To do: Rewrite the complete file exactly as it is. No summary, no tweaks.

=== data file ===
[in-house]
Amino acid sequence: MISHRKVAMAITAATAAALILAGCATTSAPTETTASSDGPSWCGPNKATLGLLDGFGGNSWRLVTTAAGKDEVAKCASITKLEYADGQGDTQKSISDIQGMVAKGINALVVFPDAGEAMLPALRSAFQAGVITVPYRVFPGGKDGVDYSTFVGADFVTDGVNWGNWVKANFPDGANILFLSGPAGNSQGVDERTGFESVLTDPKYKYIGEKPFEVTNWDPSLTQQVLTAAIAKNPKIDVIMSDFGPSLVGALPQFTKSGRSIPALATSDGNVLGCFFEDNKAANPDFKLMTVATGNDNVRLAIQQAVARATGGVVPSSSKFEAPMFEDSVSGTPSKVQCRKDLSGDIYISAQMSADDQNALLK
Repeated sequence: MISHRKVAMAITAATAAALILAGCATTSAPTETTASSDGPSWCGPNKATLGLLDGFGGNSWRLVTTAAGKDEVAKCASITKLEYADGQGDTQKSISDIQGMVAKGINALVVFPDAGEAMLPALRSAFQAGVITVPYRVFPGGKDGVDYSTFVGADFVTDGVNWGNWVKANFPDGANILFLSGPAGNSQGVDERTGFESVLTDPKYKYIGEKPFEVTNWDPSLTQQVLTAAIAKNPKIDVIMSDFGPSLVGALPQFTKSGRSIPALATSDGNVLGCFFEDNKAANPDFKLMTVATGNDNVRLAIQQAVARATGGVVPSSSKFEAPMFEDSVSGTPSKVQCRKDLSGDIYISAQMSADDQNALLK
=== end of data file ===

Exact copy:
[in-house]
Amino acid sequence: MISHRKVAMAITAATAAALILAGCATTSAPTETTASSDGPSWCGPNKATLGLLDGFGGNSWRLVTTAAGKDEVAKCASITKLEYADGQGDTQKSISDIQGMVAKGINALVVFPDAGEAMLPALRSAFQAGVITVPYRVFPGGKDGVDYSTFVGADFVTDGVNWGNWVKANFPDGANILFLSGPAGNSQGVDERTGFESVLTDPKYKYIGEKPFEVTNWDPSLTQQVLTAAIAKNPKIDVIMSDFGPSLVGALPQFTKSGRSIPALATSDGNVLGCFFEDNKAANPDFKLMTVATGNDNVRLAIQQAVARATGGVVPSSSKFEAPMFEDSVSGTPSKVQCRKDLSGDIYISAQMSADDQNALLK
Repeated sequence: MISHRKVAMAITAATAAALILAGCATTSAPTETTASSDGPSWCGPNKATLGLLDGFGGNSWRLVTTAAGKDEVAKCASITKLEYADGQGDTQKSISDIQGMVAKGINALVVFPDAGEAMLPALRSAFQAGVITVPYRVFPGGKDGVDYSTFVGADFVTDGVNWGNWVKANFPDGANILFLSGPAGNSQGVDERTGFESVLTDPKYKYIGEKPFEVTNWDPSLTQQVLTAAIAKNPKIDVIMSDFGPSLVGALPQFTKSGRSIPALATSDGNVLGCFFEDNKAANPDFKLMTVATGNDNVRLAIQQAVARATGGVVPSSSKFEAPMFEDSVSGTPSKVQCRKDLSGDIYISAQMSADDQNALLK